Business communication is set to follow the same pattern. 

According to Paul Adams, VP of Product at Intercom, messengers like WhatsApp, WeChat, and Facebook messenger have become the dominant way people communicate. It’s a fundamental change that is impacting the business world. 

Most companies still rely on phone and email to communicate with customers, but Adams believes the future of business communication and customer service is conversational. 

Moving away from traditional communication channels and towards messengers is a win for both companies and customers. Messengers can be scaled much more easily and cost-effectively than phone or email, and customers appreciate the convenience of self-service. 

However, Adams is quick to acknowledge that messengers aren’t the perfect fit for every situation. Messengers can be incredibly effective for simple, repetitive questions, but deeper human assistance can be needed for more complicated issues. 

Adams believes the future of support looks like a funnel with three layers:

  1. Proactive support. This includes outbound messaging to check on customers and their products and address any issues before they arise.
  2. Automated self-service support. Messengers can easily answer simple questions, such as checking on the status of an order or making a basic account change. Self-service options allow customers to get help when needed without having to wait.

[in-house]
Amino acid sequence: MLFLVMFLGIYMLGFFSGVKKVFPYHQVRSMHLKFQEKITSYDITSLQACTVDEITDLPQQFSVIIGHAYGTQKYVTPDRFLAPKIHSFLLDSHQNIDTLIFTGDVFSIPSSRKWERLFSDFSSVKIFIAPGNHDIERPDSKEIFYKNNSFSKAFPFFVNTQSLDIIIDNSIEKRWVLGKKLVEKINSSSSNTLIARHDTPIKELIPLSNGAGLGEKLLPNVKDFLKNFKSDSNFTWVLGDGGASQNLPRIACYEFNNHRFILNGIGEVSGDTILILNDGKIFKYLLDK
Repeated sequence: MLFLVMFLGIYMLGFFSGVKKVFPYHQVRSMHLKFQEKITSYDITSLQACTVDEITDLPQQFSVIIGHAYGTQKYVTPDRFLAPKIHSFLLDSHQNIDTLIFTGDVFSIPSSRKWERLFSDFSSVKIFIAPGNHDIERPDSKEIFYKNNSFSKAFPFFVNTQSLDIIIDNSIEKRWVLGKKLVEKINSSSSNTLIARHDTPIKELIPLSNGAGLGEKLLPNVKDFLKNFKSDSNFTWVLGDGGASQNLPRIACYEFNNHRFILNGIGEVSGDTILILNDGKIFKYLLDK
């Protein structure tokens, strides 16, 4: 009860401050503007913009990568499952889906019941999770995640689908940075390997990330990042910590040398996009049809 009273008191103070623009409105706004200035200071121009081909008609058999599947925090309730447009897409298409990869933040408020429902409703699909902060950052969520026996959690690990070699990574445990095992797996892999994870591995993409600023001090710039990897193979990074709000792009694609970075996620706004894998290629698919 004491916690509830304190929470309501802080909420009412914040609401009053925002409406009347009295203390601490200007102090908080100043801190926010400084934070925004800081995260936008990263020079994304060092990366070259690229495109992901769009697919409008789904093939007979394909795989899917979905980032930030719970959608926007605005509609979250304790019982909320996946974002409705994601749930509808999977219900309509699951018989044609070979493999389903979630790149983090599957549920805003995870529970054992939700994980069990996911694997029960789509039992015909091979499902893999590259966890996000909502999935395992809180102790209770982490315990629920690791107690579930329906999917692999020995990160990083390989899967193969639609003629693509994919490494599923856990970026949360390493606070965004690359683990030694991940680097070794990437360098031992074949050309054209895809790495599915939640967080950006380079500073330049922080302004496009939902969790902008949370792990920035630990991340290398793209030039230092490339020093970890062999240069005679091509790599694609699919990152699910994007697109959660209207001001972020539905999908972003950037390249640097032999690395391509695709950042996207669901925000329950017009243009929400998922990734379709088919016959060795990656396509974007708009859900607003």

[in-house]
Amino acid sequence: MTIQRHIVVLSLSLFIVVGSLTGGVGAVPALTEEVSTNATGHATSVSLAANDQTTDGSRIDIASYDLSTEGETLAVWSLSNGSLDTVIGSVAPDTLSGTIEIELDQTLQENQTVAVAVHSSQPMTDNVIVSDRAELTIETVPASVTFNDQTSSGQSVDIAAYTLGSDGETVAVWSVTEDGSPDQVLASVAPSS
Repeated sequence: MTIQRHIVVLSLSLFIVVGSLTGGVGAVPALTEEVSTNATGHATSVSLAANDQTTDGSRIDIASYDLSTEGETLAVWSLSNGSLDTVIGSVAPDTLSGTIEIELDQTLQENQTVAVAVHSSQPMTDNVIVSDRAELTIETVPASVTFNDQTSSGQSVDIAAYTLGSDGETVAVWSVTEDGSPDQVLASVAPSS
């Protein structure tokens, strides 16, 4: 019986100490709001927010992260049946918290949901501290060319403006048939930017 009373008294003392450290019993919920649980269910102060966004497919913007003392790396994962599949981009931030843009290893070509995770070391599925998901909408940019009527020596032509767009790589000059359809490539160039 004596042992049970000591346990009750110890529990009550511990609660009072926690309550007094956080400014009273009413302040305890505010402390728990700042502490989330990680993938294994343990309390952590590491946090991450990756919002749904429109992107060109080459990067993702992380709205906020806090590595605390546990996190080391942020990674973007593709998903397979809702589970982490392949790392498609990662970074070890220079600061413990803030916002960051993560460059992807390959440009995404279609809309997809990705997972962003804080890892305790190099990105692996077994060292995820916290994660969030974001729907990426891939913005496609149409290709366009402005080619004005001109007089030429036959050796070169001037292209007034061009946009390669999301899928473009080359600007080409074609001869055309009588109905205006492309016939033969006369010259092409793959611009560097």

3. Human support. For more complicated issues, customers can be transferred to a human to provide personalized service. 

Although messengers are the future of business communication and customer service, Adams says it’s really about marrying the scenario to the communication channel. A messenger might not always work, just like a human isn’t the best option in every scenario. But leaning into messengers and using human support when needed can deliver seamless customer interactions and lead to strong business insights. 

In the end, successful business communication is all about staying close to customers. Messengers will see huge growth in the coming years as more companies turn to self-service options. And when those interactions help companies stay connected with customers, everyone benefits.

*Sponsored by Intercom

Intercom is a Conversational Relationship Platform that helps businesses build better customer relationships through personalized, messenger-based experiences. The company is bringing a messenger-first experience to all business-to-customer communication, powering 500 million conversations per month and connecting 4 billion end-users worldwide across its more than 30,000 customers, including Facebook, Amazon, and Lyft.